The cooked material developed a pressure within the extruder chamber, multi-zone, which was measured at, or near, the chamber outlet and is tabulated below. The cooked mass from the extruder chamber was separated into two separate flow stream and each stream was introduced into a separate mixing chamber of a Maddock mixer. In the Table, the temperature of the cooked mass as it is introduced into the mixing chambers is designated as "Food Temp.". At the beginning of each of the mixing chambers, coloring and/or flavoring was injected. In the Table below, an indication such as R/B means that red coloring was injected in one mixer and blue coloring in the other mixing chamber. Also coloring may be injected in one chamber and flavoring alone or with coloring may be injected in the other.
Following the mixing period, the separate streams are led to the re-mix insert, forced through the static mixer and the die. At the exit from the die, the product experiences some degree of flashing thus reducing the product moisture content. The product is then cooled and dried to a moisture content of 10 to 12 wt.-% as tabulated below and subjected to final processing, e.g., puffing or flaking. The puffed or flaked product is brought to a final moisture content of about 3%.
TABLE______________________________________ 1 2 3 4 5______________________________________Flour Wheat/ Wheat/Corn/ Corn Corn/Wheat/ Wheat Corn Rice RiceMoisture 34 34 34 34 42(wt.-%)Pre-mix Temp 180 175 180 Amb. Amb.(°F.)Zone 1 Temp 143 156 153 150 150(°F.)Zone 2 Temp 249 254 249 246 249(°F.)Food Temp 238 242 232 230 228(°F.)Pressure 1650 1300 1600 740 1190(psig)Coloring* R R/B O/Y Bn BnFlavoring* None None None CMV VanillaH2 O wt.-% 10-12 10-12 10-12 10-12 10-12(Dried)Processing Puffed Puffed Puffed Puffed Puffed______________________________________ *R = Red, B = Blue, O = Orange, Y = Yellow, Bn = Brown, V = Vanilla, CVM Chocolate Vanilla Marshmallow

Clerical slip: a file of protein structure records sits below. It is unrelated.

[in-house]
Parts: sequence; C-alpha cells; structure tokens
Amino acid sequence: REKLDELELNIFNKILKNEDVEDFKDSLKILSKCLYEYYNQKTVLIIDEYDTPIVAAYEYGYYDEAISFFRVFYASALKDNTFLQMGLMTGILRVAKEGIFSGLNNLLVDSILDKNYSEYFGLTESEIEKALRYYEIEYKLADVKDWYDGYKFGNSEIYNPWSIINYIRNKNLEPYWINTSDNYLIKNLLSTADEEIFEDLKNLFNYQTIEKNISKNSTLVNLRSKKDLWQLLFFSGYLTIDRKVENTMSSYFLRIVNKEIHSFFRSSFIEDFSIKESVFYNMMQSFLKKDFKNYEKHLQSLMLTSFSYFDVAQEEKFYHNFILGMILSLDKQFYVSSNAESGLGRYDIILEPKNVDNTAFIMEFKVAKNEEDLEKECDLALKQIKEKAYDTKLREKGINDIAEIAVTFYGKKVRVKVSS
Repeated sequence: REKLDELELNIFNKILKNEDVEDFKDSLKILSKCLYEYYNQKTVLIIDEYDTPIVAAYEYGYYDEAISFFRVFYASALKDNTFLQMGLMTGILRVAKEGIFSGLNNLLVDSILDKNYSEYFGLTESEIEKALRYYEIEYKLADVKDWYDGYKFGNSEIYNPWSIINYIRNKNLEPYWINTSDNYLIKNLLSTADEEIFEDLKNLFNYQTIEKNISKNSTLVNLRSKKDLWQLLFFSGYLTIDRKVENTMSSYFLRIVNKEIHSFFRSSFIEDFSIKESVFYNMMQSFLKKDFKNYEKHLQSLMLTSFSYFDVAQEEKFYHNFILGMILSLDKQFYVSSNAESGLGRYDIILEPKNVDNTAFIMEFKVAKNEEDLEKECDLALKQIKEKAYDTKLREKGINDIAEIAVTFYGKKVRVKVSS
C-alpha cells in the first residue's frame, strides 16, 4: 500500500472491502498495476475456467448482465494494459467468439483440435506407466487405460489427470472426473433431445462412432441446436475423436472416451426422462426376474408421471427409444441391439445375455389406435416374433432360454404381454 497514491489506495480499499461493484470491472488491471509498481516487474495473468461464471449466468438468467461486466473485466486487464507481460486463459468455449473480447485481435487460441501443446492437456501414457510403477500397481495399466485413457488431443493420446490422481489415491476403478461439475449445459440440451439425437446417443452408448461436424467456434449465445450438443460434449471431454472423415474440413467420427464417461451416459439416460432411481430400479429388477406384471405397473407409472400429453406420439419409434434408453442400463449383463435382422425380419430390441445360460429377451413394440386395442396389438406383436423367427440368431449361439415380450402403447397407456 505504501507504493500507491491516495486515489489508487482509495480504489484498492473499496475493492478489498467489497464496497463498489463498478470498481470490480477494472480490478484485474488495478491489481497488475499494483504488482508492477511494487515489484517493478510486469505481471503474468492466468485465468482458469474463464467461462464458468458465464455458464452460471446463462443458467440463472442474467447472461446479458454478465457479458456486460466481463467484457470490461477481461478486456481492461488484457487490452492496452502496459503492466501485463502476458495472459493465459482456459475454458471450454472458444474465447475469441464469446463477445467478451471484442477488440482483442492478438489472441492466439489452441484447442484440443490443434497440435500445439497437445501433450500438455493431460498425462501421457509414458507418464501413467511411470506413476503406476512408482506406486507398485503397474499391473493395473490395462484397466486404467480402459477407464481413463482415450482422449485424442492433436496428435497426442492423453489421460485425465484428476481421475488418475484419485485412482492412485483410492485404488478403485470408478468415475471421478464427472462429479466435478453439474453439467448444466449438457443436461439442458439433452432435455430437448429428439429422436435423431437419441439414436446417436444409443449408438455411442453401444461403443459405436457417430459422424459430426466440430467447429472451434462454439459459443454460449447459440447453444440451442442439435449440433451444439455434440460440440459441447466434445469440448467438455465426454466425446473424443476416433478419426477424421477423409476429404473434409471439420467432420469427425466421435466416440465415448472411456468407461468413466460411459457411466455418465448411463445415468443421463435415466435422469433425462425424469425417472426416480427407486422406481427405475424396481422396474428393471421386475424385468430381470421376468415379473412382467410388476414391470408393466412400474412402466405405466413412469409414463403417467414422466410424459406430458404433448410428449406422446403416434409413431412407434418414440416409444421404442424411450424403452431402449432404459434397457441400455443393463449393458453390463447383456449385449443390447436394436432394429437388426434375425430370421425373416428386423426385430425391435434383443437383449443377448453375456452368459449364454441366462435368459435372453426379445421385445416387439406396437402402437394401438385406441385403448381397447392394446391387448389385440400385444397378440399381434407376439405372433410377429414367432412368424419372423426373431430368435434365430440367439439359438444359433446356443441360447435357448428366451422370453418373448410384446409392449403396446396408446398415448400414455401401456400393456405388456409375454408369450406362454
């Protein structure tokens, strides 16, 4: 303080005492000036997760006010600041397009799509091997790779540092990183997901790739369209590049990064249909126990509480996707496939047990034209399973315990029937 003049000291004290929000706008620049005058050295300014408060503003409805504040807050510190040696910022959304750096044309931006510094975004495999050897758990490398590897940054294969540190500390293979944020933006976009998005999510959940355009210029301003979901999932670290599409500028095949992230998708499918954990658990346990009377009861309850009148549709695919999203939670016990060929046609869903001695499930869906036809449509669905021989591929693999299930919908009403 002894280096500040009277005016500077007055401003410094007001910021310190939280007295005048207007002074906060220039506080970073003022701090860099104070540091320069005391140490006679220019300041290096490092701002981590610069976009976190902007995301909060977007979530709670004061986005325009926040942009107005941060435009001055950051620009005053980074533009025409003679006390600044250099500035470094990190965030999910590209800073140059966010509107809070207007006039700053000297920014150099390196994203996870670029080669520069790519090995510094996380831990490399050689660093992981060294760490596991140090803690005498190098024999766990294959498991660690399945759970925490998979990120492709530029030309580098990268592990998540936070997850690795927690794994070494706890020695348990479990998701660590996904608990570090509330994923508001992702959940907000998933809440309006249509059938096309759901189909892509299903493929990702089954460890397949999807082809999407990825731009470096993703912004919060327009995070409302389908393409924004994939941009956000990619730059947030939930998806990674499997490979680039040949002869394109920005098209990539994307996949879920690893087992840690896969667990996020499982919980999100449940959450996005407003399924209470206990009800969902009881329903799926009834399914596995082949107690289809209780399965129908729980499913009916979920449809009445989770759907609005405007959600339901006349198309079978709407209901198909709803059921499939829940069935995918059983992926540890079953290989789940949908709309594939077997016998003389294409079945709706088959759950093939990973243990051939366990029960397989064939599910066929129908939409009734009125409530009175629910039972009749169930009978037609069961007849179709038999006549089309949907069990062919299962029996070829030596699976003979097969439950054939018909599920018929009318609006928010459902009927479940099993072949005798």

The terms and expressions which have been employed are used as terms of description and not of limitation, and there is no intention in the use of such terms and expressions of excluding any equivalents of the features shown and described or portions thereof; it being recognized that various modifications are possible within the scope of the invention.
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|U.S. Classification||426/249, 426/516, 426/448|
|International Classification||A23P1/12, A21D8/00, A21C11/16, A21C1/00, A23L1/164, A21D13/00, A21D13/08, A23L1/18, A23L1/00, A21D6/00|
|Cooperative Classification||A23L1/1646, A23L1/1805, A23L1/0076, A21D8/00, A23P1/12|
|European Classification||A23P1/12, A23L1/18B2, A23L1/00P12, A21D8/00, A23L1/164F|
|Feb 18, 1997||AS||Assignment|
Owner name: KELLOGG COMPANY, MICHIGAN
Free format text: ASSIGNMENT OF ASSIGNORS INTEREST;ASSIGNORS:FRANCISCO, NEAL SYLVESTER;WILLOUGHBY, CHRIS LYNN;REEL/FRAME:008385/0745
Effective date: 19970204
|Jul 30, 2001||FPAY||Fee payment|
Year of fee payment: 4
|Nov 28, 2005||FPAY||Fee payment|
Year of fee payment: 8
|Sep 1, 2009||FPAY||Fee payment|
Year of fee payment: 12